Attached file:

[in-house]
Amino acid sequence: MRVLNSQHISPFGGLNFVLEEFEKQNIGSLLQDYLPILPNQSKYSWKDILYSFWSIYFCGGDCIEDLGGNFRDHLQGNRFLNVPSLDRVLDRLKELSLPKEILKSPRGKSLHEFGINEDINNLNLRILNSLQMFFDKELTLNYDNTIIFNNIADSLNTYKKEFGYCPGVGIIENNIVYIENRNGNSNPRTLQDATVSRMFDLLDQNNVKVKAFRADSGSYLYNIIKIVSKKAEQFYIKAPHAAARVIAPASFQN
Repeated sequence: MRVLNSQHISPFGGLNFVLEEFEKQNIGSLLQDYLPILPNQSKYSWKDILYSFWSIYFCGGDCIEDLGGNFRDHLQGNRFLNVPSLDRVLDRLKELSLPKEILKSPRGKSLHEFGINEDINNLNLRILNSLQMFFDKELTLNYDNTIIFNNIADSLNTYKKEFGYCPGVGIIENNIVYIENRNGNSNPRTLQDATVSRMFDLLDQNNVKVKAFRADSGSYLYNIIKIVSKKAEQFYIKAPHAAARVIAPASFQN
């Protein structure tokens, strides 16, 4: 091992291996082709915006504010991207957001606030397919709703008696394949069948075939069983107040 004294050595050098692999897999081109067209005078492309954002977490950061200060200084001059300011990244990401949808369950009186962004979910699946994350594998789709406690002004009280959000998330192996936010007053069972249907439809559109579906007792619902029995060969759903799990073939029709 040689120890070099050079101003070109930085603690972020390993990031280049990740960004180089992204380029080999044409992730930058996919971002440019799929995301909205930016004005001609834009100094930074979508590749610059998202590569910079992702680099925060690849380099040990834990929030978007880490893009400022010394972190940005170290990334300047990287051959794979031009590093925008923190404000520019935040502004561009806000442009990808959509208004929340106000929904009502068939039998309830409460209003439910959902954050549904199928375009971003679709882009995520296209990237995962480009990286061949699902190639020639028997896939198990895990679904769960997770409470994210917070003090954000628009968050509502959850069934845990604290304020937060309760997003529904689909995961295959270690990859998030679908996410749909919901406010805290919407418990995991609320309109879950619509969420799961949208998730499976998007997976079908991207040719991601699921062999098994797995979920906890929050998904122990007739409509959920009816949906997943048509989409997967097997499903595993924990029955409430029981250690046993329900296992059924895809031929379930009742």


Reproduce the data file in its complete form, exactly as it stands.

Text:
[in-house]
Amino acid sequence: MRVLNSQHISPFGGLNFVLEEFEKQNIGSLLQDYLPILPNQSKYSWKDILYSFWSIYFCGGDCIEDLGGNFRDHLQGNRFLNVPSLDRVLDRLKELSLPKEILKSPRGKSLHEFGINEDINNLNLRILNSLQMFFDKELTLNYDNTIIFNNIADSLNTYKKEFGYCPGVGIIENNIVYIENRNGNSNPRTLQDATVSRMFDLLDQNNVKVKAFRADSGSYLYNIIKIVSKKAEQFYIKAPHAAARVIAPASFQN
Repeated sequence: MRVLNSQHISPFGGLNFVLEEFEKQNIGSLLQDYLPILPNQSKYSWKDILYSFWSIYFCGGDCIEDLGGNFRDHLQGNRFLNVPSLDRVLDRLKELSLPKEILKSPRGKSLHEFGINEDINNLNLRILNSLQMFFDKELTLNYDNTIIFNNIADSLNTYKKEFGYCPGVGIIENNIVYIENRNGNSNPRTLQDATVSRMFDLLDQNNVKVKAFRADSGSYLYNIIKIVSKKAEQFYIKAPHAAARVIAPASFQN
């Protein structure tokens, strides 16, 4: 091992291996082709915006504010991207957001606030397919709703008696394949069948075939069983107040 004294050595050098692999897999081109067209005078492309954002977490950061200060200084001059300011990244990401949808369950009186962004979910699946994350594998789709406690002004009280959000998330192996936010007053069972249907439809559109579906007792619902029995060969759903799990073939029709 040689120890070099050079101003070109930085603690972020390993990031280049990740960004180089992204380029080999044409992730930058996919971002440019799929995301909205930016004005001609834009100094930074979508590749610059998202590569910079992702680099925060690849380099040990834990929030978007880490893009400022010394972190940005170290990334300047990287051959794979031009590093925008923190404000520019935040502004561009806000442009990808959509208004929340106000929904009502068939039998309830409460209003439910959902954050549904199928375009971003679709882009995520296209990237995962480009990286061949699902190639020639028997896939198990895990679904769960997770409470994210917070003090954000628009968050509502959850069934845990604290304020937060309760997003529904689909995961295959270690990859998030679908996410749909919901406010805290919407418990995991609320309109879950619509969420799961949208998730499976998007997976079908991207040719991601699921062999098994797995979920906890929050998904122990007739409509959920009816949906997943048509989409997967097997499903595993924990029955409430029981250690046993329900296992059924895809031929379930009742």